One of the problems with kid-centric apps and services is that you need to be really careful about the kind of content you put on there, something that Google has had to learn first hand with YouTube Kids. The idea behind the app was to create a video sharing service that parents could let their kids use without having to worry about graphic content, as well as make it easier for advertisers to target children with their ads. This had led many people to criticize Google, with the most recent of these criticisms relating to the abundance of ads for sugary drinks and snacks.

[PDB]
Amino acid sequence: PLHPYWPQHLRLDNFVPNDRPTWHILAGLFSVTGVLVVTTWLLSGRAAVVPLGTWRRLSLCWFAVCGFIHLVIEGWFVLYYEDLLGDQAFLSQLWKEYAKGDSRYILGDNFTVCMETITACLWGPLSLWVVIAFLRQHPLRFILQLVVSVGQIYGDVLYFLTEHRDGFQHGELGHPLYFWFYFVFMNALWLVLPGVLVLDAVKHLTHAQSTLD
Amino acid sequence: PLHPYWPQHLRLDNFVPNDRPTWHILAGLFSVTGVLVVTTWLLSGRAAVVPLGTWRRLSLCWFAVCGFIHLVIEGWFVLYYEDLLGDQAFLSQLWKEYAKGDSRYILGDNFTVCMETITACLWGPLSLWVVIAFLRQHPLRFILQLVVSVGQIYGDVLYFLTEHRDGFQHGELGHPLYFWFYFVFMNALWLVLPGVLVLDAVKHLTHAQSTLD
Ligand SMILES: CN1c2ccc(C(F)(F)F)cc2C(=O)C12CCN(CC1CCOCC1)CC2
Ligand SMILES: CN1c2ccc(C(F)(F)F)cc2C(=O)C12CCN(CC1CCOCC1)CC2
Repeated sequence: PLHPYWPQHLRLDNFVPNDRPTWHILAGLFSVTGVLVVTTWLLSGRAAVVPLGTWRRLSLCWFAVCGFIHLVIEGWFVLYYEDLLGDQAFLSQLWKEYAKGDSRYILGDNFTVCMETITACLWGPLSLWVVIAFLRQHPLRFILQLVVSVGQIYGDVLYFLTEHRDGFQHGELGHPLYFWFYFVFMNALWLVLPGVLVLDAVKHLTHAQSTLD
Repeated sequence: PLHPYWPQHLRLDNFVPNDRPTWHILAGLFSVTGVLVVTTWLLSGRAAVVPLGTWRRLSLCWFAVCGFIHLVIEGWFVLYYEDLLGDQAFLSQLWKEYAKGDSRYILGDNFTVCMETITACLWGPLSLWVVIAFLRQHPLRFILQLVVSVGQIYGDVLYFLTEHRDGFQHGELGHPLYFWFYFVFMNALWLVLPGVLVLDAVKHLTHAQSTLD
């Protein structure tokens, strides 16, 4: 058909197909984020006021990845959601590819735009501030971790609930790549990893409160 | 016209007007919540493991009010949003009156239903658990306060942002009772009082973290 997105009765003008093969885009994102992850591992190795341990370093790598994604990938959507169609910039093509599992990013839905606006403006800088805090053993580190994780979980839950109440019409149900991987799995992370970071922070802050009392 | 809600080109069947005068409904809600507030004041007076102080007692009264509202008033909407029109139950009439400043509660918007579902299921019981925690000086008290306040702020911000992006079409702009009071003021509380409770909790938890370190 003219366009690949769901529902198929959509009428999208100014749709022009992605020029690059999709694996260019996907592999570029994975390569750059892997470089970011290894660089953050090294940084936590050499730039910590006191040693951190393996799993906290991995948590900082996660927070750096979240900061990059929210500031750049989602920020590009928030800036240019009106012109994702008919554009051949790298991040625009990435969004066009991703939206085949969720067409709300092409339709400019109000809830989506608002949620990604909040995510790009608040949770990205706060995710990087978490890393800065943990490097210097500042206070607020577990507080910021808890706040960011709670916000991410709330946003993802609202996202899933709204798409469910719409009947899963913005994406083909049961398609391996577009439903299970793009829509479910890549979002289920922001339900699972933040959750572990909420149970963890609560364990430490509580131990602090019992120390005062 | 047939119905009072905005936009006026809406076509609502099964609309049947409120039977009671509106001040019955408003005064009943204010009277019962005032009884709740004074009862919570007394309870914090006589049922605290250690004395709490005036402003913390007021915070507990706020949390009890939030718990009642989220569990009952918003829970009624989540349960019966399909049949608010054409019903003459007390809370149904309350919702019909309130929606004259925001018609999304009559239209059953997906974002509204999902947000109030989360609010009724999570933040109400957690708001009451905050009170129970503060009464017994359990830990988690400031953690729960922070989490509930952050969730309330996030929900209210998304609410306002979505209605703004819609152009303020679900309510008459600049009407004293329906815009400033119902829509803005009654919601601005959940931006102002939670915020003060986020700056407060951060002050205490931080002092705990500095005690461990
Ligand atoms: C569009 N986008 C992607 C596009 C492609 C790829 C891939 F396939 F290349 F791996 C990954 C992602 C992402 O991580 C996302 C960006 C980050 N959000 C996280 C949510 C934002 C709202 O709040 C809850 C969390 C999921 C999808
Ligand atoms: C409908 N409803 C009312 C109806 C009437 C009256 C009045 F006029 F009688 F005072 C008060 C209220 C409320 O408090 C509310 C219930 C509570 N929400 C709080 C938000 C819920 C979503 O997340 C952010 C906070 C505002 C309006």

Ads marketing sugar-laden snacks and drinks have prompted a further round of complaints about Google’s YouTube Kids app. The Center for Digital Democracy and the Campaign for a Commercial-Free Childhood filed complaints with the U.S. Federal Trade Commission on Tuesday, accusing Google of unfair and deceptive practices toward children. Google’s YouTube Kids app is supposed to offer kids aged under six a safe space to spend time online, but the two groups said it is rife with ads for snacks and drinks that manufacturers have promised not to market to children. “Far from being a safe place for kids to explore, YouTube Kids is awash with food and beverage marketing that you won’t find on other media platforms for young children,” said CCFC Executive Director Josh Golin. Coca-Cola Co. placed 47 TV ads and 11 longer promotional videos for Coke and Coke Zero on the app, even though the company promised not to market any beverages to under-12s, the groups said. They also identified 31 TV ads and 21 product placements for Oreos, which manufacturer Mondelez International had also promised not to market to children.